Step 5: Overload Won’t Get You More

Six ways to stop the rush

If there is one word to describe our culture today, it’s overload. Everywhere you look there is more to see. More to hear. More to try. More to buy.

Our smart phones don’t make us any smarter. They make us hyper-aware of things that don’t have anything to do with us. Our brains explode with the stimulation. STOP IT!

Stop the overload to notice your world.Stopping is healthy. Smell the roses, as they say.

We need to stop to think.

We need to stop to breathe.

We need to stop to weigh options and make decisions.

We need to stop to notice the people in our life.

When we don’t stop, we are rushed into bad choices.

We lose perspective on what is happening around us. Life becomes a blur. That’s not healthy.

Stopping is hard, though. Sometimes we might feel like we are in the middle of a fast-flowing river, carried along by a current we can’t escape.

In the midst of so much forceful activity, you can stop, but you might have to dig in a little harder.

6 ways to go against the flow:

  1. Turn off the noise. The radio. The television. The iPod. The computer. The phone. It’s all noise that distracts you from thinking your own thoughts. A little silence every day is a good thing. Listen to the sounds of what’s going on around you. I understand that there might be noises you’re trying to drown out, like bickering children or loud neighbors. Find a quiet place and just be quiet for 15 to 30 minutes.
  2. Stretch your body. Do something physical. Go for a walk or a swim. Breathe deeply to clear your mind. Break a sweat, which isn’t so hard in the summer in Texas,
  3. Stretch your mind. If you read, consider carefully what you’re reading and how it affects your mood and your perception. Read twice as much positive and uplifting news as the sensationalist headlines that fill the news feeds these days. Look for subjects that encourage your interests and beliefs. Learn new things.
  4. Talk to someone. Find someone you can have a real conversation with. Skip the gossip, and discuss something important to you. Ask hard questions. Consider alternative views. This exercise isn’t to open up doubts about your beliefs but to hone them to become what you believe and not what you think you’re supposed to believe.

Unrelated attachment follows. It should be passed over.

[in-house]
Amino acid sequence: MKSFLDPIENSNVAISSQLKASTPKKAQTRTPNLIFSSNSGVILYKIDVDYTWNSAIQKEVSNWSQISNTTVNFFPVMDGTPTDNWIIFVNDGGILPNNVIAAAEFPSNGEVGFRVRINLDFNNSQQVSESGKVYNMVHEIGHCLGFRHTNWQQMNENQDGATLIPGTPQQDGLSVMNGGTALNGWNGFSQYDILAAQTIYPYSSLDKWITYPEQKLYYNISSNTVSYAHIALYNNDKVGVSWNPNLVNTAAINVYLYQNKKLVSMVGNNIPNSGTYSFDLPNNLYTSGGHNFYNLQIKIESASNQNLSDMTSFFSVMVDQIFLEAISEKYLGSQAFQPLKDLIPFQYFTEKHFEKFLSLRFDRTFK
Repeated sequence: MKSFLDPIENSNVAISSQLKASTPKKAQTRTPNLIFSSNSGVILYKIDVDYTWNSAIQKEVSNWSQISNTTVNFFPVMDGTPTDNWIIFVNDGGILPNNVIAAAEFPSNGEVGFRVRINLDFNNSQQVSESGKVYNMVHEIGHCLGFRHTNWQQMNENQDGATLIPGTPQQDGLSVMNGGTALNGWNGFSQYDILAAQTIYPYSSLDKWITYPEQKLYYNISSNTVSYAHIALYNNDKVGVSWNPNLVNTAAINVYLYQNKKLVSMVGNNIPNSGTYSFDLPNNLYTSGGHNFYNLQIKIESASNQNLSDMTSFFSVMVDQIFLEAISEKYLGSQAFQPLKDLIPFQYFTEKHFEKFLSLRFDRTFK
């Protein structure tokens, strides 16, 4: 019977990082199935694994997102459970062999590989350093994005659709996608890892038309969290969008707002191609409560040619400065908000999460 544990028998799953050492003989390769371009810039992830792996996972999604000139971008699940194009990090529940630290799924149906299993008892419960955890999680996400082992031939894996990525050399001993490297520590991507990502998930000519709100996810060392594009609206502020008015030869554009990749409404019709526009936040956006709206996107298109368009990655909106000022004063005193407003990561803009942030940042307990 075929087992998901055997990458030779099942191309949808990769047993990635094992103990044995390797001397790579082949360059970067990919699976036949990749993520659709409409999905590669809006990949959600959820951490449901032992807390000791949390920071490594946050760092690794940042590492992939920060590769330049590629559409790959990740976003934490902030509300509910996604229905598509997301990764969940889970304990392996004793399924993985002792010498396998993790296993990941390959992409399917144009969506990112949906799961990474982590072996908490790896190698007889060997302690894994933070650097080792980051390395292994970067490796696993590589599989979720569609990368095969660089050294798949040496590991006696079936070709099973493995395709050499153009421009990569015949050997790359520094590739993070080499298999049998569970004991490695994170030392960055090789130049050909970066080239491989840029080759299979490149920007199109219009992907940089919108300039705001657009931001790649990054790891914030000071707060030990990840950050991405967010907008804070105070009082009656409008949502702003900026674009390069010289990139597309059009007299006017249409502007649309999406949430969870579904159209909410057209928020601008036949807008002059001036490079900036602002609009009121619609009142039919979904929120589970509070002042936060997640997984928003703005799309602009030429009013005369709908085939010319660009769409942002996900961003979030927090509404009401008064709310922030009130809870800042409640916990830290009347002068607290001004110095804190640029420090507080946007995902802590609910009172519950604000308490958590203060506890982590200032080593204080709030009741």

5. Notice the world around you. Watch a sunrise or sunset. Skip rocks on a pond. Take a hike.
  6. Step out of the box. If you always stop at one place for coffee, pick another place. Sit in a different chair at church. Walk a different trail at the park. Meet new people. Do something out of the ordinary for you.

Once you escape the barrage of incoming noise and overload of busyness, reconsider what is important to you.

What have you discovered about yourself? What makes you happy? Who do you want to spend time with? What do you want to accomplish in the next week, month, or year?

What can you change to avoid the ongoing overload that distracts you from your goals, your relationships, and your beliefs? What can you stop doing? What habits are in the way and which ones do you need to develop to help get you un-stuck?

Nothing is healthier than knowing who you are and bucking the trend of overload.

This week’s challenge: Spend 15 minutes a day stepping back from the overload and setting your own goals.


P.S. Join the 12 Steps to a Healthier You Journey to turn your life around with healthy habits. Add your name to the email list in the box at the top right to get every blog post and my monthly newsletter. Join the Facebook group for extra encouragement.

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